This is the good news. You can change, you don’t need to have to an alternate ego and keep on hating yourself. It’s why I’ve written a new book called ‘Wake Up and Change Your Life’ where I explain how to stop living on auto-pilot and to look deeper at what’s really going on. You’re in the fortunate position where your wife still wants to be part of your life, I think you should use her support to see if you can behave differently in this relationship and become the sort of man that you’d been proud to be.
Why do I cheat? It’s just one of the topics covered in my book Wake up and Change Your Life: How to Survive a Crisis and Be Stronger, Wiser and Happier.
I’m seeing a married woman, started out as emotional now physical. She cannot except the fact, when asked, what would she do if her husband also was having an affair? It’s ok for her, but not for him, I just don’t get it, help!
Andrew G. Marshall says
People who are having affairs live in sealed compartments. What happens in affair world, does not have any impact on her other life: husband, children, parents etc. Obviously, this is untrue and when they find out – because they always do – her life will descend into chaos. You also need to think about what will happen at this point too. Do you want to be sucked into the maelstrom of unhappiness, guilt and shame? Would you be better of finding someone who is available for a relationship? If she has children, do you want to be seen by them as the ‘baddie’ who ended their parents marriage and have sulky and disruptive kids visiting every fortnight – plus a woman who feels so guilty for leaving their father than she will let them get away with blue murder?
So… pretty much: I’ve always considered myself a cold person. I feel that i’m not a fighter and when things get complicated, I prefer the easiest way out. For so long I’ve accused my bf of 8 years of cheating and ended up doing it myself. Even after that, it felt like I didn’t do it and at some moments like he deserved it for causing me insecurities in the first place. After 3 years of feeling like I never cheated, when faced with proof that my bf really loved me and had never cheated, I immediately spilled it out and told him what I had done because i realized I had been unfair to him. Pretty much, I just transferred my burden to him immediately. He loves me and wants to continue our relationship together. Logically, I should feel happy but I don’t. It all feels like a burden to me: his suffering, his sleepless nights, my guilt, my understanding of being a shi**y person. I feel like him still wanting to be with me and me having to face myself, is my true punishment. I feel like if he would have broken up with me, it would have been much easier for me. I don’t know what to think about myself and what to do. I don’t know how to categorize myself: narcissist? sociopath? depressed? selfish? I’ve never hurt anyone intentionally and never wanted too. I feel and I accept that I have issues with responsibilities. Looking forward to any advice or suggestion. I’m 26.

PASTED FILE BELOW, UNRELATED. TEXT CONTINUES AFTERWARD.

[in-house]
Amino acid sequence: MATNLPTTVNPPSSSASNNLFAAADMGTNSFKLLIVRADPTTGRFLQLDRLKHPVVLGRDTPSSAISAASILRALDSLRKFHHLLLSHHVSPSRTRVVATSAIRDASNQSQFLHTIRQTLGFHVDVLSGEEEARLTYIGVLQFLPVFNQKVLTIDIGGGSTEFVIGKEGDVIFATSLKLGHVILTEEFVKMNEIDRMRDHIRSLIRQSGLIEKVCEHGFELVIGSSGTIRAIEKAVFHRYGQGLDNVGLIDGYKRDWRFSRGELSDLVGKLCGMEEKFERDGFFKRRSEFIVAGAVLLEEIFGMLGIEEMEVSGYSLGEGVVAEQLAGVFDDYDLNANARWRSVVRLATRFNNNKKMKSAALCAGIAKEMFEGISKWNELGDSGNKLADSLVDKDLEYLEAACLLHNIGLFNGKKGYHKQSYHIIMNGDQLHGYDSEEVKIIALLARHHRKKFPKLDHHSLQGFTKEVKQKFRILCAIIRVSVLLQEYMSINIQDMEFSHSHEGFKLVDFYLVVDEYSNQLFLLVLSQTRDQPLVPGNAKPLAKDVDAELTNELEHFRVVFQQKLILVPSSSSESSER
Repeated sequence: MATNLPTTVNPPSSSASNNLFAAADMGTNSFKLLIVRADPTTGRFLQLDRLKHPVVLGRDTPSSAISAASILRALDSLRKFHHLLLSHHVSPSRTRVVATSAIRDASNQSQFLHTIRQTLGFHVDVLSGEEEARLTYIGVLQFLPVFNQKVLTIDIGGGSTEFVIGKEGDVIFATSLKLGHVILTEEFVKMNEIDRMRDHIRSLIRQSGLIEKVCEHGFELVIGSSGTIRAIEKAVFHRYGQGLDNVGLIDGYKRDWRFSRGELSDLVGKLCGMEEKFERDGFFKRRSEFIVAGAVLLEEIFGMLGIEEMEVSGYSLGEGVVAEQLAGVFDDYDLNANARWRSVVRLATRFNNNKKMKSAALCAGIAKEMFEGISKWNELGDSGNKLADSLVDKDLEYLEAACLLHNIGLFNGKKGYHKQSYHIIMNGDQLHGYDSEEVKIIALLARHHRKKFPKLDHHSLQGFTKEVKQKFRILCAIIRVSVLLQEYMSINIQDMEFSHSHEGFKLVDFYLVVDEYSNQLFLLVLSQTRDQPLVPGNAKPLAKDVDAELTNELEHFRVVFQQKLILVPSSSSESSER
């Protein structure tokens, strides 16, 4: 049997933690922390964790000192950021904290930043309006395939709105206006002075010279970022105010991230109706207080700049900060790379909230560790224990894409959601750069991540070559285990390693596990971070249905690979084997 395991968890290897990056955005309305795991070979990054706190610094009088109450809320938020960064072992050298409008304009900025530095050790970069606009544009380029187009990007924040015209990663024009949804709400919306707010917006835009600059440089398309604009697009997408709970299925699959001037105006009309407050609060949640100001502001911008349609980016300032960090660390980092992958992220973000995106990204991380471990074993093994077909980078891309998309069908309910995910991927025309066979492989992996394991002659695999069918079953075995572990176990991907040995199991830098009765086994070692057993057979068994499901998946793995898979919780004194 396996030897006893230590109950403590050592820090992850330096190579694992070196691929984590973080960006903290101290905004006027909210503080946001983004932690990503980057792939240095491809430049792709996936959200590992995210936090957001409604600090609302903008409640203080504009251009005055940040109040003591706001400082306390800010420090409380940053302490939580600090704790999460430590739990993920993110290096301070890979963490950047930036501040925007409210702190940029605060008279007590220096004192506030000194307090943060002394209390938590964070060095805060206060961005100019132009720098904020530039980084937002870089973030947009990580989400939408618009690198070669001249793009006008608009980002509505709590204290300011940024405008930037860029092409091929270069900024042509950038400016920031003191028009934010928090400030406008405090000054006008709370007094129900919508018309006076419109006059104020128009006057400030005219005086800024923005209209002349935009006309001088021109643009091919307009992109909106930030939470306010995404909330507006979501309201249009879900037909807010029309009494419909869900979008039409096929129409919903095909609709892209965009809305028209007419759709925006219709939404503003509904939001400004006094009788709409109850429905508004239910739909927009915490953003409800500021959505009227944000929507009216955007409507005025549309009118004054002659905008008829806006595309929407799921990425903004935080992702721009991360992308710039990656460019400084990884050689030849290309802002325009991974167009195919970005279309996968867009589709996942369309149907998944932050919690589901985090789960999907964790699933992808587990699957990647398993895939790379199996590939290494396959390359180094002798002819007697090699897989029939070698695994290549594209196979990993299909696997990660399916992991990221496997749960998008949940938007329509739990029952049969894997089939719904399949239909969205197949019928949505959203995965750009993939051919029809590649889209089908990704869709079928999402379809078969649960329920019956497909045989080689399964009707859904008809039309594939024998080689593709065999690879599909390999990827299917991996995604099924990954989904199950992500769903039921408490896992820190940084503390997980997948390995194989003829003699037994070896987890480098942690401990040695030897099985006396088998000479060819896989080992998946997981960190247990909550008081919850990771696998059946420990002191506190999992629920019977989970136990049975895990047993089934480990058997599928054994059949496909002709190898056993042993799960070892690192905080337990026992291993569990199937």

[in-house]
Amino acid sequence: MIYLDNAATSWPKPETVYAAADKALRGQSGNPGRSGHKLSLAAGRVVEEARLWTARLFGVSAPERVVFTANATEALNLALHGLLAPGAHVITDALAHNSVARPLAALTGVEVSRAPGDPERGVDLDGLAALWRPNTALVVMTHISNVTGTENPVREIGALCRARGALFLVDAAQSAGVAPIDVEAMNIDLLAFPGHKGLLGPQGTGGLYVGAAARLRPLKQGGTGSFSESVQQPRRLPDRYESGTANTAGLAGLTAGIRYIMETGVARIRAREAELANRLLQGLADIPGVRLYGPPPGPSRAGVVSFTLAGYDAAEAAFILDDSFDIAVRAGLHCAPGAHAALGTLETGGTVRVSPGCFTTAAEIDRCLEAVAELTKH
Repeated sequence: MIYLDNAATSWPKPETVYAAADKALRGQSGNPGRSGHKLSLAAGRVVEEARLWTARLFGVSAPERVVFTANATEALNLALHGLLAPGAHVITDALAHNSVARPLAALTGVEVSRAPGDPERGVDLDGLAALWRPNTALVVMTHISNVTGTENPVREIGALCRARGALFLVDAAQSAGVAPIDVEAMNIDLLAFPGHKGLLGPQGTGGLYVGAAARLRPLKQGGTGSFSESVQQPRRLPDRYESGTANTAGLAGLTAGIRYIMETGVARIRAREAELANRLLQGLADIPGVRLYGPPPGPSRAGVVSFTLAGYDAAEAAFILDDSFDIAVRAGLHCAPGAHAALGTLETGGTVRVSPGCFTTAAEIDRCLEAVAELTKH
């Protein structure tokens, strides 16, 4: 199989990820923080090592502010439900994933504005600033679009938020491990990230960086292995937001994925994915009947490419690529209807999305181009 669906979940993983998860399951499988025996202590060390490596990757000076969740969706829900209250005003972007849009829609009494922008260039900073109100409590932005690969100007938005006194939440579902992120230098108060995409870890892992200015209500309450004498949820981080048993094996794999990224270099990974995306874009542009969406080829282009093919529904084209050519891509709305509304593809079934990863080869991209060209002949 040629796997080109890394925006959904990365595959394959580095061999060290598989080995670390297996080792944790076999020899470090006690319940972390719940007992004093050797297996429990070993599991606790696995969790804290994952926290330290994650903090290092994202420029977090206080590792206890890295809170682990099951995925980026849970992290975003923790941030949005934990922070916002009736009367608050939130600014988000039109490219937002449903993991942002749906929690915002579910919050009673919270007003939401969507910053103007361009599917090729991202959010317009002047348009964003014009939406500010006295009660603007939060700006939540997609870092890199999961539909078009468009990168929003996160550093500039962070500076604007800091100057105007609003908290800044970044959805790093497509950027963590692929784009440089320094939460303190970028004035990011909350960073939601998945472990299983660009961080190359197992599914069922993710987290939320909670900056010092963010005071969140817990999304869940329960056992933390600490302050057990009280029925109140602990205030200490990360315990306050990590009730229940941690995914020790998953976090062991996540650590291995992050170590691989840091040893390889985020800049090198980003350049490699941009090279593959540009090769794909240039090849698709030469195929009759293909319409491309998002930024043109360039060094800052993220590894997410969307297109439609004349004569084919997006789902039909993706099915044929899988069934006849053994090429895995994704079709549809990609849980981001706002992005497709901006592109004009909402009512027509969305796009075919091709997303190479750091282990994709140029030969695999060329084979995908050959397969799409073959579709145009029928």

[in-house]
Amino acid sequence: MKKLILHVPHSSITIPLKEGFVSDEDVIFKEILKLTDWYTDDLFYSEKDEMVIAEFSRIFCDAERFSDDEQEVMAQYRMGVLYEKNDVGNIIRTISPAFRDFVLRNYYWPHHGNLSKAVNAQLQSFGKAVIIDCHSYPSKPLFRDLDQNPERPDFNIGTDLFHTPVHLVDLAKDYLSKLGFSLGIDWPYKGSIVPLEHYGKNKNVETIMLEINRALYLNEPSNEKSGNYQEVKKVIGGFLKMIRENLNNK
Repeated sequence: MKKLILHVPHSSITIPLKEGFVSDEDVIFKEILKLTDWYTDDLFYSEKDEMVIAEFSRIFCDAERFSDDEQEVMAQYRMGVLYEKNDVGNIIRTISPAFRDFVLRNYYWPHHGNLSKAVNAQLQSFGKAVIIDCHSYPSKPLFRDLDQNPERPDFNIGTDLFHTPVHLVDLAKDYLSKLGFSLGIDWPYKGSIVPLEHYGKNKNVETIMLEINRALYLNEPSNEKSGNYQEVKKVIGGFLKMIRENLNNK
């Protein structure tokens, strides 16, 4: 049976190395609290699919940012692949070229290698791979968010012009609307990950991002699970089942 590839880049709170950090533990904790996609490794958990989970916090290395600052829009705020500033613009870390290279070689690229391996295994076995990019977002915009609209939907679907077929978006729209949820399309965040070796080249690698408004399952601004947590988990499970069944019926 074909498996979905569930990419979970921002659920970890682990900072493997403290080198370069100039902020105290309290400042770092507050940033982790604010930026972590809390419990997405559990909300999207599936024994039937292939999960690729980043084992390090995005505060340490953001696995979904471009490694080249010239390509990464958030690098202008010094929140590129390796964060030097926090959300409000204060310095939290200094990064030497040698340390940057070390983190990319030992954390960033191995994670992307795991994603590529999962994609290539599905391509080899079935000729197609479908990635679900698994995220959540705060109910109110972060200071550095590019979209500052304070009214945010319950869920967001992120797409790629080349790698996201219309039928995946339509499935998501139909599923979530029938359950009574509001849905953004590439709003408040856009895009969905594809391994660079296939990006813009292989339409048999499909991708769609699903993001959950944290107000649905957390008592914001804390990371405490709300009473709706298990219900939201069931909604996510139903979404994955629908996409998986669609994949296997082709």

Andrew G. Marshall says
I think you sound like a regular human being – rather than a sociopath or narcissit. We all look for the easiest way through a problem and put ourselves first (and forget or conveniently overlook the impact of our behaviour on other people). Fortunately, you’ve been given a wonderful chance by your boyfriend to learn from your experiences (rather than run away). So I would grab it with both hands, learn to accept your feelings (rather than label with them) and change what you don’t like. Have a look at my book ‘Wake Up and Change Your Life)
This letter sums up my husband to a T. He is passive aggressive, completely avoids conflict, has a dominant, controlling, passive aggressive mother, and refuses to acknowledge her bad behavior. Woe to the person who speaks badly about his family. (His father was a “dirty old man”, too, but he says that was harmless.)
And so, I live with a man who, for 32 years, has pursued other women in one way or another and chides me for not being able to “adjust”.
Oh, and as for compartmentalization, yep! Master of compartmentalization.
Andrew G. Marshall says
Glad the letter helped focus your mind, the important question to ask yourself is: what are you going to next?
What if there hasn’t been a Discovery… although an affair has occurred. Should one always be honest and tell one’s partner?
I told my husband ILYB about two years ago. He was very upset initially but has never really made any effort to really understand what went wrong. I was reading some threads there and was struck by the men who immediately sought self help books. I think that my husband believes that its all my fault and he doesn’t have any responsibility in any of this. Help?
Andrew G. Marshall says
Great question. However, to answer it properly, I’ve decided to write a whole post. It’s called ‘Should I confess my affair?’I have three reasons not to tell and five reasons for being honest. Hope it helps